One of the things that is hardest about being a preacher is that you must proclaim truth, and a way of living in response to that truth, though you yourself are, in fact, struggling to live out what you are proclaiming. It feels hypocritical. It feels disqualifying. Yet, I think it is another sign of God's grace that he calls preachers to this glorious task nonetheless. For we preach to ourselves even as we preach to others.
So, this Sunday, I will walk up to stand on the stage at Calvary, behind the pulpit, and proclaim a truth I know, but have trouble living in light of: Jesus came to bring true and complete Sabbath rest for those who believe in him.
I struggle, because I have trouble with the "work beneath the work," with embracing the "power of deep rest" that is available in the Gospel of Jesus Christ. Tim Keller writes:
But the relationship between work and rest operates at a deeper level…All of us are haunted by the work under the work---that need to prove and save ourselves, to gain a sense of worth and identity. But if we can experience gospel-rest in our hearts, if we can be free from the need to earn our salvation through our work, we will have a deep reservoir of refreshment that continually rejuvenates us, restores our perspective, and renews our passion. (Every Good Endeavor)
This is God's marvelous act of mercy toward us. God provides deep, soul-satisfying Sabbath rest. Restoration. Wholeness. He brings the gift of shalom for his people.
To understand this, we need to appreciate and study the biblical reality and meaning of Sabbath. Why did God institute it in the first place? What is it for? What does it point to? Should we celebrate it today? How should that celebration look, if we do? Those questions aren't just relevant today, they were relevant when Jesus was ministering on the earth, introducing his New Way.
Jesus Heals on the Sabbath One Sabbath day as Jesus was walking through some grainfields, his disciples broke off heads of grain, rubbed off the husks in their hands, and ate the grain. 2 But some Pharisees said, “Why are you breaking the law by harvesting grain on the Sabbath?” 3 Jesus replied, “Haven’t you read in the Scriptures what David did when he and his companions were hungry? 4 He went into the house of God and broke the law by eating the sacred loaves of bread that only the priests can eat. He also gave some to his companions.” 5 And Jesus added, “The Son of Man* is Lord, even over the Sabbath.”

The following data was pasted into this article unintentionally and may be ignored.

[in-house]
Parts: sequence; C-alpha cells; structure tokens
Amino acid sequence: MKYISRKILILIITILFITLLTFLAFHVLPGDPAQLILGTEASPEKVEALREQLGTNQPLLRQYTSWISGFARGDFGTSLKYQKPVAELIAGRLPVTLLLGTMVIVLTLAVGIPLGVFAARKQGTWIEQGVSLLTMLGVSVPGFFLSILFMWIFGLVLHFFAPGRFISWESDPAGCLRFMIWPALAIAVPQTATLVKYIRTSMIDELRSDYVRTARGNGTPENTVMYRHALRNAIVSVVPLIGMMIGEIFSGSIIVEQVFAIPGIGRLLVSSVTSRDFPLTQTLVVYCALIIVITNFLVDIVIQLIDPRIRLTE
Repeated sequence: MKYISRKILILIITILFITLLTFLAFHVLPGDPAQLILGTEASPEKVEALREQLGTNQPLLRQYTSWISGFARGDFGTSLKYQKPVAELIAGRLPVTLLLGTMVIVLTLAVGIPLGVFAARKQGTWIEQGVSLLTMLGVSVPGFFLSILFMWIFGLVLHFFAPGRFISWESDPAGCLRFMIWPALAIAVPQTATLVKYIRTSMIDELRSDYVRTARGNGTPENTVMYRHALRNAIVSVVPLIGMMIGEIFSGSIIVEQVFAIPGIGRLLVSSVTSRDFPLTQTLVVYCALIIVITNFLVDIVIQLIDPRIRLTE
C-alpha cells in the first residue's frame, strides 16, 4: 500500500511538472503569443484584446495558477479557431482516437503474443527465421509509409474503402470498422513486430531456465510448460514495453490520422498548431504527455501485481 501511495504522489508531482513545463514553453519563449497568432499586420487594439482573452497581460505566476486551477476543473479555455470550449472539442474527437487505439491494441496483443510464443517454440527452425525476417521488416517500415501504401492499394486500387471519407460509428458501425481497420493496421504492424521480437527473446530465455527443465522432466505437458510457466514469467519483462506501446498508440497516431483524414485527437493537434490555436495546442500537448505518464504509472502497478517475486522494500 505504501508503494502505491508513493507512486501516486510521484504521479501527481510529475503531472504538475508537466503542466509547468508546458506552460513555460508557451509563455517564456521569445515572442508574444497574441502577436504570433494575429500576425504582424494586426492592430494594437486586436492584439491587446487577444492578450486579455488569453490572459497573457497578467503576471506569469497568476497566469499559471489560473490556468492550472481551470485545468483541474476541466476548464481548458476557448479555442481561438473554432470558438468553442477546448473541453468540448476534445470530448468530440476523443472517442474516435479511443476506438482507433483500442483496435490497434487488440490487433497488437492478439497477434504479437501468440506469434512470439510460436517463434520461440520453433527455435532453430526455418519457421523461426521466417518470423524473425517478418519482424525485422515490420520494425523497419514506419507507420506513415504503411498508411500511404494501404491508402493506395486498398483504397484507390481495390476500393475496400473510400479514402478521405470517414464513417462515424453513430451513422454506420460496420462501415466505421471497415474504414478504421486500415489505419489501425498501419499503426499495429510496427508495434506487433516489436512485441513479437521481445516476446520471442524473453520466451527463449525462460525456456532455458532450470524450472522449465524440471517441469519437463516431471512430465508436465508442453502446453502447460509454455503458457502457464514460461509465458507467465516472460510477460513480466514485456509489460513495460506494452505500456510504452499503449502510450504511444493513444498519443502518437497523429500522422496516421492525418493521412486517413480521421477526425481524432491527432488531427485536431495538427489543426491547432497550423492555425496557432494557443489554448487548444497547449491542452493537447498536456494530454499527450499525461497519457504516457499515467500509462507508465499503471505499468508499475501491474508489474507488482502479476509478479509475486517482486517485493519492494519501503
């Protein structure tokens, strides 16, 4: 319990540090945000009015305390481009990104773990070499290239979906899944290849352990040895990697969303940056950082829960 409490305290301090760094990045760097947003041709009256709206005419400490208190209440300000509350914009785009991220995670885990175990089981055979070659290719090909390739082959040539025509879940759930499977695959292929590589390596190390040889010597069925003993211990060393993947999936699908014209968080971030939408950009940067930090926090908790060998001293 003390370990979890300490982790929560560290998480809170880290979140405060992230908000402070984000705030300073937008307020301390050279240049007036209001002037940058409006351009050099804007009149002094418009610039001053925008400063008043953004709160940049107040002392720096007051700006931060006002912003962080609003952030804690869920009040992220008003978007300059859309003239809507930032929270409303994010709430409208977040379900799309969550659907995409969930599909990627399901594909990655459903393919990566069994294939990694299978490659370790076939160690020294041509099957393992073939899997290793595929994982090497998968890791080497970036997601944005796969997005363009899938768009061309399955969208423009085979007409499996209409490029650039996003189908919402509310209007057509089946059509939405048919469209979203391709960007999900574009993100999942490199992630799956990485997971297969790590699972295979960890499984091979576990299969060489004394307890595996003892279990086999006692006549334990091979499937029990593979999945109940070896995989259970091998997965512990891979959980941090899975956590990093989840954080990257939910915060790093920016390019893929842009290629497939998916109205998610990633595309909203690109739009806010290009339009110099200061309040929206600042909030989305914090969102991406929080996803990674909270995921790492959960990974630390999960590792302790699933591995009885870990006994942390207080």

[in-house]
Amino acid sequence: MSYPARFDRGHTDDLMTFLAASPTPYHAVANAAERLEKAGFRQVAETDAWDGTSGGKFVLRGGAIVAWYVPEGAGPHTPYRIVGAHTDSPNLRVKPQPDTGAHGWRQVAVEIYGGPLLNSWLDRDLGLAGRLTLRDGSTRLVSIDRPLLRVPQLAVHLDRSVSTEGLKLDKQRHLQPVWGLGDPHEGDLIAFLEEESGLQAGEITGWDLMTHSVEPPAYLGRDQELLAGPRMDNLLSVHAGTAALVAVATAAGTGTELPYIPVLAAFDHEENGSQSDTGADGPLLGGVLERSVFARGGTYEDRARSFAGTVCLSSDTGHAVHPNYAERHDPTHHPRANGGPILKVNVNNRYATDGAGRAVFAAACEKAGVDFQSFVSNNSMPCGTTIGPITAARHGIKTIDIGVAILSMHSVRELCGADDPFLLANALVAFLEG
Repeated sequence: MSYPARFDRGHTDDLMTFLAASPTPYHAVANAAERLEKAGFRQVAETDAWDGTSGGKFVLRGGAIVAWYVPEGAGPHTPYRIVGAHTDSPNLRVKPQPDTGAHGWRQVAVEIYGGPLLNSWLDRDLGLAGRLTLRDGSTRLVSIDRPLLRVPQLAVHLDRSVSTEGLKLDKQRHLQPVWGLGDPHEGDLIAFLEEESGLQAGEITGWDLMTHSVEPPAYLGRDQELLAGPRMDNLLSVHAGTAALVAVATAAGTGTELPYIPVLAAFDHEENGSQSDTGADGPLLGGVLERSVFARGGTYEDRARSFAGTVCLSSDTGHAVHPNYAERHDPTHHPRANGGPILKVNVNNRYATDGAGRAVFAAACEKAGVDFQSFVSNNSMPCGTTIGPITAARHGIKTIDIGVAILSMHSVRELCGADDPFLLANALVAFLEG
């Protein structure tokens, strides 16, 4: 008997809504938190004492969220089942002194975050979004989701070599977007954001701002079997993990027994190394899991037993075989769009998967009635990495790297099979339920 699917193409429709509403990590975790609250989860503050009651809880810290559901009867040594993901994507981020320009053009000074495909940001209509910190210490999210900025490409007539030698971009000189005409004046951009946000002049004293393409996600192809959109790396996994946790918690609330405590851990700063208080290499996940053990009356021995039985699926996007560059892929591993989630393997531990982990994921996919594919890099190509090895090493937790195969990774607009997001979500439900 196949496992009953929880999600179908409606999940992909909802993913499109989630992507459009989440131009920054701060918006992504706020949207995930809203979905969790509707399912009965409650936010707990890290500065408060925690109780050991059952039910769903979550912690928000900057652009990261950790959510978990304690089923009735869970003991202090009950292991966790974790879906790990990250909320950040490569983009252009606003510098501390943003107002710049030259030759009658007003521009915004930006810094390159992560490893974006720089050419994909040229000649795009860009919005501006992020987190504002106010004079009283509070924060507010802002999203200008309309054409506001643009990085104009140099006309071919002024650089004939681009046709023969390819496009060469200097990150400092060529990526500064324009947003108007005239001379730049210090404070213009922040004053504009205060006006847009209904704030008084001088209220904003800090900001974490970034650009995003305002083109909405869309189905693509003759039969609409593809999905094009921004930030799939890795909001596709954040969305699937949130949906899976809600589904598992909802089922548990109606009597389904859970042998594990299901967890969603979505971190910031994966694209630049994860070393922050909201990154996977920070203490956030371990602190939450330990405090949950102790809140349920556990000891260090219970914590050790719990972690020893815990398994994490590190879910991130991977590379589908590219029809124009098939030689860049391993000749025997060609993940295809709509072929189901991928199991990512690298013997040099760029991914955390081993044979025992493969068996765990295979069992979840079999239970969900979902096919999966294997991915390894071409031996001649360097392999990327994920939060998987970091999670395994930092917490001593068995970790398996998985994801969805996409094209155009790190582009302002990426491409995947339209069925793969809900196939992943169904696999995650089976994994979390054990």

Jesus Heals on the Sabbath 6 On another Sabbath day, a man with a deformed right hand was in the synagogue while Jesus was teaching. 7 The teachers of religious law and the Pharisees watched Jesus closely. If he healed the man’s hand, they planned to accuse him of working on the Sabbath. 8 But Jesus knew their thoughts. He said to the man with the deformed hand, “Come and stand in front of everyone.” So the man came forward. 9 Then Jesus said to his critics, “I have a question for you. Does the law permit good deeds on the Sabbath, or is it a day for doing evil? Is this a day to save life or to destroy it?” 10 He looked around at them one by one and then said to the man, “Hold out your hand.” So the man held out his hand, and it was restored! 11 At this, the enemies of Jesus were wild with rage and began to discuss what to do with him.
(Holy Bible: New Living Translation,Lk 6:1–11)
There is much to discover in this story, nestled in as it is in a larger narrative (Luke 4:16-6:49) where Jesus describes what kind of life we as his followers are called to, even as he calls those followers.
Listening to my Savior as he interacts with those around him, watching his mercy in action, thrills my soul for what is available to me as his follower. While I still have much to learn (and embrace), I am eager to share it with you this Sunday!
One other thing as I invite you to worship over the Word (either in person, or later when you may view it here online): would you prepare your mind and heart for worship?
I had a friend recently share an observation with me as we were discussing his recent attendance of a Coldplay concert, and after both of us had watched the tour film (recently released on Blu-Ray). He noted how well people were prepared to participate in the concert. They had listened to the music. They had memorized the songs. They arrived early, found their seats, awaited with great anticipation for the concert to begin. And when it did, they sang and engaged with great gusto! All of it lead to great enjoyment of the "service."
Why is it that we draw distinctions between that kind of worship experience, and Sunday morning? For, I know there are people in church prepared that way for events like that. What if we looked at Sunday services similarly, for the glory of a worship-worthy God and the increase of our joy?
So, let us prepare our hearts for Sunday worship, even as early as Saturday evening, through prayer and the reading of the sermon text or looking over the questions (always available early on our website). Rise early Sunday morning so that you are not rushed in coming to church.
Arrive early for the worship service - it begins at 10:30am, so be there at 10:15: spend some time in prayer, settle your heart, read the sermon text again, listen to or participate in the contemplative songs that begin at 10:20am. You'll have plenty of time afterwards to talk with friends, use the time before to prepare for the worship service by talking with God, asking for him to reveal himself to you through his Word, confessing known sin, sharing with him how excited you are for the worship that is about to begin. Be eager and expectant. And then, when the service begins, engage with gusto!
I believe you'll find that God will honor such preparation as you come to hear from and praise a holy and exalted God, and you'll find more joy in the gathered worship of the people of God than ever before.
See you Sunday!